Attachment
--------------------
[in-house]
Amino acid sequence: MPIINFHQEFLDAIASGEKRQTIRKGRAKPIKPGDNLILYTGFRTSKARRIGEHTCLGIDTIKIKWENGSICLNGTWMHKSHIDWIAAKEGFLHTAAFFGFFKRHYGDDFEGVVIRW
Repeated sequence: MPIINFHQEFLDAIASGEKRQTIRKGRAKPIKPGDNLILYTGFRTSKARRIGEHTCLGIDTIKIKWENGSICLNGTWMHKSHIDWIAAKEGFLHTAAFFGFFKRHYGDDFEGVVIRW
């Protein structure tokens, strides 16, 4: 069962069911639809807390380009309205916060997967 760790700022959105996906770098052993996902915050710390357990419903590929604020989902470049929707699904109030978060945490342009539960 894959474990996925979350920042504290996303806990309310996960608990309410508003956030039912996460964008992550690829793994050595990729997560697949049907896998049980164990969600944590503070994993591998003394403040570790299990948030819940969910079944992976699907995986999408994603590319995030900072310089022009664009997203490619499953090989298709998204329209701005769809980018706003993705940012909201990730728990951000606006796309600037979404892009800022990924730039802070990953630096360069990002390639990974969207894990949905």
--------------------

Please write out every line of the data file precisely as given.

[in-house]
Amino acid sequence: MPIINFHQEFLDAIASGEKRQTIRKGRAKPIKPGDNLILYTGFRTSKARRIGEHTCLGIDTIKIKWENGSICLNGTWMHKSHIDWIAAKEGFLHTAAFFGFFKRHYGDDFEGVVIRW
Repeated sequence: MPIINFHQEFLDAIASGEKRQTIRKGRAKPIKPGDNLILYTGFRTSKARRIGEHTCLGIDTIKIKWENGSICLNGTWMHKSHIDWIAAKEGFLHTAAFFGFFKRHYGDDFEGVVIRW
């Protein structure tokens, strides 16, 4: 069962069911639809807390380009309205916060997967 760790700022959105996906770098052993996902915050710390357990419903590929604020989902470049929707699904109030978060945490342009539960 894959474990996925979350920042504290996303806990309310996960608990309410508003956030039912996460964008992550690829793994050595990729997560697949049907896998049980164990969600944590503070994993591998003394403040570790299990948030819940969910079944992976699907995986999408994603590319995030900072310089022009664009997203490619499953090989298709998204329209701005769809980018706003993705940012909201990730728990951000606006796309600037979404892009800022990924730039802070990953630096360069990002390639990974969207894990949905």